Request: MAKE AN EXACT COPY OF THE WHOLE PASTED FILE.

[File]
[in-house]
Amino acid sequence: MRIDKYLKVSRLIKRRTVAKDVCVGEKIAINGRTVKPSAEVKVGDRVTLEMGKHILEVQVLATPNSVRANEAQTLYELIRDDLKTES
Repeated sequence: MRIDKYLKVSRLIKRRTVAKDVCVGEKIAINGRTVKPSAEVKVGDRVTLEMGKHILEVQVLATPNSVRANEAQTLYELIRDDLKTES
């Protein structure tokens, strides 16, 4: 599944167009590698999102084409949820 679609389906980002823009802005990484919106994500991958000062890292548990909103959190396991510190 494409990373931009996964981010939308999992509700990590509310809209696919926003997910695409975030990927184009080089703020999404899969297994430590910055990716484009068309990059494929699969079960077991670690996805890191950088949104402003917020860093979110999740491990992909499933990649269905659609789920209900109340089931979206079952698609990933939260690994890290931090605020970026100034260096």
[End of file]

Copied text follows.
[in-house]
Amino acid sequence: MRIDKYLKVSRLIKRRTVAKDVCVGEKIAINGRTVKPSAEVKVGDRVTLEMGKHILEVQVLATPNSVRANEAQTLYELIRDDLKTES
Repeated sequence: MRIDKYLKVSRLIKRRTVAKDVCVGEKIAINGRTVKPSAEVKVGDRVTLEMGKHILEVQVLATPNSVRANEAQTLYELIRDDLKTES
């Protein structure tokens, strides 16, 4: 599944167009590698999102084409949820 679609389906980002823009802005990484919106994500991958000062890292548990909103959190396991510190 494409990373931009996964981010939308999992509700990590509310809209696919926003997910695409975030990927184009080089703020999404899969297994430590910055990716484009068309990059494929699969079960077991670690996805890191950088949104402003917020860093979110999740491990992909499933990649269905659609789920209900109340089931979206079952698609990933939260690994890290931090605020970026100034260096």